The Mark Blog

Resolutions, Rituals, and Routines

I imagine the new year like this: a whole calendar laid bare, waiting to be marked up—month by month, day by day, moment by moment, by who we are and what we will do with ourselves in this new parameter of time.

I went to Tahoe over the holidays, so I also imagine the beginning of the year, in its openness, like a meadow smooth and white with untouched snow. We take the time to set forth our intentions, name our aims and decide the path we will take across the valley. Once our boots, or snowshoes, or cross-country skis sink into the snow, the path cannot be erased. It gleams in bright white.

The new year also calls me to reflect on the fourth anniversary of my relationship with my novel-in-progress. I began it during my Emerging Voices Fellowship, in 2009. The Emerging Voices program was an invaluable experience—the opportunity to be exposed to writers of all walks of life, in all stages of publication, and to learn from their stories on and off the page.

One of the most important lessons I garnered from the Emerging Voices program, which is still a backbone in my writing life, is precisely that—to structure and build a life conducive to writing. At Author Evenings, I consistently (perhaps annoyingly) inquired about authors’ daily schedules and personal writing patterns. Did they always write at the same time? First thing in the morning? Late at night? How did they balance writing and other work? Where did they do it? How did they enter their writing—did they first read, meditate, exercise? What about the phone, email, and other intrusions? What about all the other things that compete for their time?

As I write in solitude, there is, of course, something reassuring–even cheering–about envisioning the day-to-day happenings of kindred writers at their desks, in their own worlds, tapping away. Or, when I’m on a run, it’s warming to imagine Joyce Carol Oates or Mona Simpson also out stretching their legs. (As JCO says, “Running! If there’s any activity happier, more exhilarating, more nourishing to the imagination, I can’t think of what it might be.”) Or, when I’m tempted to tackle the dishes or straighten my massive pile at the foot of the stairs, I think of Ron Carlson’s mantra “Stay in the room,” from Ron Carlson Writes a Story. (Yay for being obligated to not do the dishes!) Additionally, I love the Aimee Bender piece, previously posted here on The Mark Blog, about her journey to create a personalized, just-right writing space (like her cramped hall closet), and her decision to designate writing hours every day. In a profession that demands hours, days, weeks, months and, through accretion, years of solitude, it’s not surprising that I—we—yearn to hear what other writers are up to, and how the people who are getting it done are, in fact, going about getting it done.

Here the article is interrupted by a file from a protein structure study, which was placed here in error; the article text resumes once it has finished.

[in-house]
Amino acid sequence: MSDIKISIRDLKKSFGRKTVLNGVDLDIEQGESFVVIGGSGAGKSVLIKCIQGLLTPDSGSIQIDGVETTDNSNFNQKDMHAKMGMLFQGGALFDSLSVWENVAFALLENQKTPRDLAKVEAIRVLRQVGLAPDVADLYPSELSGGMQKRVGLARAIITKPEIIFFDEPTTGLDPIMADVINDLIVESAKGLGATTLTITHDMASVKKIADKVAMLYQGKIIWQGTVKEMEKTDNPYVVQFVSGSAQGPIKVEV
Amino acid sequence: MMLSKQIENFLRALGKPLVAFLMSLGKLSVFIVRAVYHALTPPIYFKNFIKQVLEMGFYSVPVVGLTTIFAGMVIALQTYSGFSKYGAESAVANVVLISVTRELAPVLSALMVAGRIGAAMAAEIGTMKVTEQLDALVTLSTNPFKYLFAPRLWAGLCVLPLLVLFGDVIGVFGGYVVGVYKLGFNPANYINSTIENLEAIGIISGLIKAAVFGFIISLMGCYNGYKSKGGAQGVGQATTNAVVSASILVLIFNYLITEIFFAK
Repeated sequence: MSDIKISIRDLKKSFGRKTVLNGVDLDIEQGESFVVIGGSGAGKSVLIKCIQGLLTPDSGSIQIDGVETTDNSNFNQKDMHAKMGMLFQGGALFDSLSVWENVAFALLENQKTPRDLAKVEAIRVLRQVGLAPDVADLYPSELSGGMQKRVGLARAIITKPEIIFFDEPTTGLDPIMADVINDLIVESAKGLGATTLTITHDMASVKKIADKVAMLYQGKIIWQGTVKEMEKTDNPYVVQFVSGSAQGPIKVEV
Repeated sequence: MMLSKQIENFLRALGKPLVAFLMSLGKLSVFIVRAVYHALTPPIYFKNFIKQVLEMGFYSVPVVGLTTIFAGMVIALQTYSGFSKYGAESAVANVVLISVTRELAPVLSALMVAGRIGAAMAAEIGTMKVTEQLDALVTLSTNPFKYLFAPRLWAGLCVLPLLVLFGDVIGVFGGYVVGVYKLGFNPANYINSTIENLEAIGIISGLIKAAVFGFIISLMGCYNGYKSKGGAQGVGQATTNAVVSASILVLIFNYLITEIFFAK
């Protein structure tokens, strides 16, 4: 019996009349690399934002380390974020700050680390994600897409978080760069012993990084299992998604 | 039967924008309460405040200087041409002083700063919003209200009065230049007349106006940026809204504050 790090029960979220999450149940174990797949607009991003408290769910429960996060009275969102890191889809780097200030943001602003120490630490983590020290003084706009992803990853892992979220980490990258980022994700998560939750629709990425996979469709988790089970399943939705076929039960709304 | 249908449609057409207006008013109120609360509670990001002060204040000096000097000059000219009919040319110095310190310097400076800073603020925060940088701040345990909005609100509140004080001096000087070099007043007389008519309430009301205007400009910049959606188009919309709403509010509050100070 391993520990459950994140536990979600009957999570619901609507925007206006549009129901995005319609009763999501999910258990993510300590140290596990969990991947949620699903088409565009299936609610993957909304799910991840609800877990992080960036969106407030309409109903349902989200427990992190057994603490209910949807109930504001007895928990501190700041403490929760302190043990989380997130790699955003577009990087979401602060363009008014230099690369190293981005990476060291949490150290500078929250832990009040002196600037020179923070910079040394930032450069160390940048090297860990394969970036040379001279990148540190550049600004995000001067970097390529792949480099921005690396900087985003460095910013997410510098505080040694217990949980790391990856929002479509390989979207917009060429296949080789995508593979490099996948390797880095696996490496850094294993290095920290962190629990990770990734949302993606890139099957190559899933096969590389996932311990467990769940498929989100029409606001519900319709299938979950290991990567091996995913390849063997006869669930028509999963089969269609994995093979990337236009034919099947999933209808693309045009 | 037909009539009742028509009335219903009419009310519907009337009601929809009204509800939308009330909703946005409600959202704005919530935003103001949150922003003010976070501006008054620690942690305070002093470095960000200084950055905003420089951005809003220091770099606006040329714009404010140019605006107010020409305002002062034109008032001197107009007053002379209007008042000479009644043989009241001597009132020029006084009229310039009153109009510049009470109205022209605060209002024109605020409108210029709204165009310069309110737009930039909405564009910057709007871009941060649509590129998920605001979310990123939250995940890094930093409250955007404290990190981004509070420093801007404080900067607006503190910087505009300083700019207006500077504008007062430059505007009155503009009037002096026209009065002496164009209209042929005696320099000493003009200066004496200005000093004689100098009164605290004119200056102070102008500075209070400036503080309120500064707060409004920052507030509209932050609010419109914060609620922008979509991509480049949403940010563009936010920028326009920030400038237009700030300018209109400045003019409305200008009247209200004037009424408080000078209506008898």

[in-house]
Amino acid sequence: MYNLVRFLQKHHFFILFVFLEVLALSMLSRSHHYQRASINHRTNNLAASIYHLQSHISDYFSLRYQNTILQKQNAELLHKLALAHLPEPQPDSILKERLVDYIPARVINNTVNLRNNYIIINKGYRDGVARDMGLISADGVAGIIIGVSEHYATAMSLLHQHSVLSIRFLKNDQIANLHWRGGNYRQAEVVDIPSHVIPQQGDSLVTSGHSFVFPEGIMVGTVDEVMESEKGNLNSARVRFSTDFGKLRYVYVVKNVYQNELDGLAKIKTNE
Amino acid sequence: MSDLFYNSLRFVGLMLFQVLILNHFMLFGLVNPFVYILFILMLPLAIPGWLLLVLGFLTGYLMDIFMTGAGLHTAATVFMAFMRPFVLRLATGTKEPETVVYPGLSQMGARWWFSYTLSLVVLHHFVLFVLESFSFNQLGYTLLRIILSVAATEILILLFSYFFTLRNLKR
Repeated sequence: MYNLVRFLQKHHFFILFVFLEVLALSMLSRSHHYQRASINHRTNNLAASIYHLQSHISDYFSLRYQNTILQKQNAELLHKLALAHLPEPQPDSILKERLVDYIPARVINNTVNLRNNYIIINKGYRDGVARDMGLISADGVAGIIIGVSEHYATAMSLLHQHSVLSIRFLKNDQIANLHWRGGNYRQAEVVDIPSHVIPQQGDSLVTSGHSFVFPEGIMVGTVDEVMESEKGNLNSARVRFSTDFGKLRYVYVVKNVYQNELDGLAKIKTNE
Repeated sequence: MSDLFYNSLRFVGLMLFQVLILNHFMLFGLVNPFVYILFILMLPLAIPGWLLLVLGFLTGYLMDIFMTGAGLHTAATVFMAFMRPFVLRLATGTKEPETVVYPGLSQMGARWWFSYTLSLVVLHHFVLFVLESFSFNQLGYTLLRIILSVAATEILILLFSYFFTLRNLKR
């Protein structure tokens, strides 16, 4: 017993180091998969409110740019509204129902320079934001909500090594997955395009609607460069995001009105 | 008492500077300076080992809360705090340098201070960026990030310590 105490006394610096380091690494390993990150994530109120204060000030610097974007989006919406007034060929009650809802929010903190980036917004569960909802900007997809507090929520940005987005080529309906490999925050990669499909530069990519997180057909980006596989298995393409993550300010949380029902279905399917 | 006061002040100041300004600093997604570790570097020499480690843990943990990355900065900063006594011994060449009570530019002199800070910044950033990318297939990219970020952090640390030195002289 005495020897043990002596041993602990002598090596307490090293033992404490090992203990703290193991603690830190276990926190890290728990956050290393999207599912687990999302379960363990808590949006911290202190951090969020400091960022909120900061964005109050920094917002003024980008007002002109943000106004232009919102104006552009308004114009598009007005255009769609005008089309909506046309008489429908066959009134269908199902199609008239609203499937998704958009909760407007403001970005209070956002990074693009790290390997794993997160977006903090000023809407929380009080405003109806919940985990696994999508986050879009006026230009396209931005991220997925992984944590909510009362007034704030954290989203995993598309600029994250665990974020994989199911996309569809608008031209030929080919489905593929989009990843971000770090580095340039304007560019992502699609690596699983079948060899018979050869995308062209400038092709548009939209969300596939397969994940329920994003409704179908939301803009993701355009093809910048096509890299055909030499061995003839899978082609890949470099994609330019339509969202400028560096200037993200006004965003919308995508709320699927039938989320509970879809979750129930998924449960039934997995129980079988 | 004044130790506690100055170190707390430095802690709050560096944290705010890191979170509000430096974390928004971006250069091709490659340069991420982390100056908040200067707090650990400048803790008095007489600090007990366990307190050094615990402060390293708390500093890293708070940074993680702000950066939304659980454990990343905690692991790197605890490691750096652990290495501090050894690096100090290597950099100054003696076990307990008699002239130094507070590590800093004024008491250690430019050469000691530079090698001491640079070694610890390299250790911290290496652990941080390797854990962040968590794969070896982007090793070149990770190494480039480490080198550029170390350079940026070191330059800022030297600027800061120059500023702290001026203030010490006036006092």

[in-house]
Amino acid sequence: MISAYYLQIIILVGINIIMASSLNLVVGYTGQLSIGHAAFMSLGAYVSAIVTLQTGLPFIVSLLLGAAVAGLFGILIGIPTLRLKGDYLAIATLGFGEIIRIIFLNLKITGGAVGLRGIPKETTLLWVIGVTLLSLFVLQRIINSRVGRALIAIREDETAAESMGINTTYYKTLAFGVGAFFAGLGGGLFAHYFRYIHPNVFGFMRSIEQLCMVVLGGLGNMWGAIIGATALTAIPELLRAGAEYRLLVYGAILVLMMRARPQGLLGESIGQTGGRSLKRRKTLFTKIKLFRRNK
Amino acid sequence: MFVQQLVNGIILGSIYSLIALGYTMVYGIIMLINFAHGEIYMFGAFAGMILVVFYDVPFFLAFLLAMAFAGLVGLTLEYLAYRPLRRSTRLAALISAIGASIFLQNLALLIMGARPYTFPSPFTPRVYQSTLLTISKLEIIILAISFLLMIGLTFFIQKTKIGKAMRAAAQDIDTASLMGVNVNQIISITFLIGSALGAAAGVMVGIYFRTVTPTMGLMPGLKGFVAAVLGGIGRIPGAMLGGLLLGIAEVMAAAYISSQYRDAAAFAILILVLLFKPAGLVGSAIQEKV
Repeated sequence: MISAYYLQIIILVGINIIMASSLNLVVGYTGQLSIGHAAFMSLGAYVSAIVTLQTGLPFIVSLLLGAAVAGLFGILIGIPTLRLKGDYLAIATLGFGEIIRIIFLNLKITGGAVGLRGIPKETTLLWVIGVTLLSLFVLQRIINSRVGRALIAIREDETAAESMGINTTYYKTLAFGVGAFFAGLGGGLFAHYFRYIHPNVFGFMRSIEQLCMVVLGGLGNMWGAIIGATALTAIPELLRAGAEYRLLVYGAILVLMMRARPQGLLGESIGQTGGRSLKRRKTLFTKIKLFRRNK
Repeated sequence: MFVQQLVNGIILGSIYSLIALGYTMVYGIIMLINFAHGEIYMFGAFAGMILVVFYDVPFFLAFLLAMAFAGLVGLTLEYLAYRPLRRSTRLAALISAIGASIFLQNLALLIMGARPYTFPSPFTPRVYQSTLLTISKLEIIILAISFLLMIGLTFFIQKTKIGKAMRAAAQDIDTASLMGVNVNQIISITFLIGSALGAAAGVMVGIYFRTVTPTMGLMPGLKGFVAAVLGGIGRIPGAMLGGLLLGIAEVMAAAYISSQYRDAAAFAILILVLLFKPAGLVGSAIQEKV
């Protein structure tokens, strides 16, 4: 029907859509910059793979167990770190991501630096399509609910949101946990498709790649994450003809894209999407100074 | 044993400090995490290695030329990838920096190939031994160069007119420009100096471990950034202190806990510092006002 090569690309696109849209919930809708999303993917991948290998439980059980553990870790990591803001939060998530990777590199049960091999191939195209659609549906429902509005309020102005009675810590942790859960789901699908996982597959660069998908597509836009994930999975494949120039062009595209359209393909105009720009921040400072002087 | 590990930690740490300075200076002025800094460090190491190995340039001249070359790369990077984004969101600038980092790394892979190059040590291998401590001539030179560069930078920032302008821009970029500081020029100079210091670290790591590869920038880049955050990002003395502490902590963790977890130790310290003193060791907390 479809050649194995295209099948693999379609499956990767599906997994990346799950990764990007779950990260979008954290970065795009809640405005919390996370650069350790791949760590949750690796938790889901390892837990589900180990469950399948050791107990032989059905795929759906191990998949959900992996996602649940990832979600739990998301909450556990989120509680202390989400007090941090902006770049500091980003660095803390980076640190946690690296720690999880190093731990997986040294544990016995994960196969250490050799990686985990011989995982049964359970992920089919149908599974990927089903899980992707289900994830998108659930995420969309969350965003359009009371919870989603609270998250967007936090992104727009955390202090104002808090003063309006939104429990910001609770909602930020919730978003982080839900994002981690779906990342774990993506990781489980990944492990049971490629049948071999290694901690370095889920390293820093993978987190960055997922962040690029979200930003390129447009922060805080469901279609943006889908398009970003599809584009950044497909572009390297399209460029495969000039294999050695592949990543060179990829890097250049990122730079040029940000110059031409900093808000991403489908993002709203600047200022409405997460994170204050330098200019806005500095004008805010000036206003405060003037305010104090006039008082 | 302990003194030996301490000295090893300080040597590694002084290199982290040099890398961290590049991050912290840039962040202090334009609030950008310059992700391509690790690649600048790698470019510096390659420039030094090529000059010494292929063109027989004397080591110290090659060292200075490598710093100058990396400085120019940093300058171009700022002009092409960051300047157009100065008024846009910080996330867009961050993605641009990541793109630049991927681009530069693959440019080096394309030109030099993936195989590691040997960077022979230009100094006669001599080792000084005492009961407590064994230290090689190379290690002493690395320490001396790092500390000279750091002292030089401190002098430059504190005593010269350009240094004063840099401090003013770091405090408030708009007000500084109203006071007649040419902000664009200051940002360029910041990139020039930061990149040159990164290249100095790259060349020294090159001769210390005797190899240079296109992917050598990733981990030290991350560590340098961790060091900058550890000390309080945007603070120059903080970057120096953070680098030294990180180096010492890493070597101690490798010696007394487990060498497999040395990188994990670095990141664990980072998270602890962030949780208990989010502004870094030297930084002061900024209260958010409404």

So, when I settle in and think about 2013, I also envision it like this—and wish it to be so for myself and others:

A satisfying checkmark beside each day’s established writing time. A good place to write. A complete and polished manuscript (by the end of The Mark program, for me, please!). A long list of stories and books that I had previously yearned to read. And that meadow. In a different season, with damp grass, a sparkling stream, those paths explored and transformed—it almost seems like a whole new place to be discovered and crossed and known once again.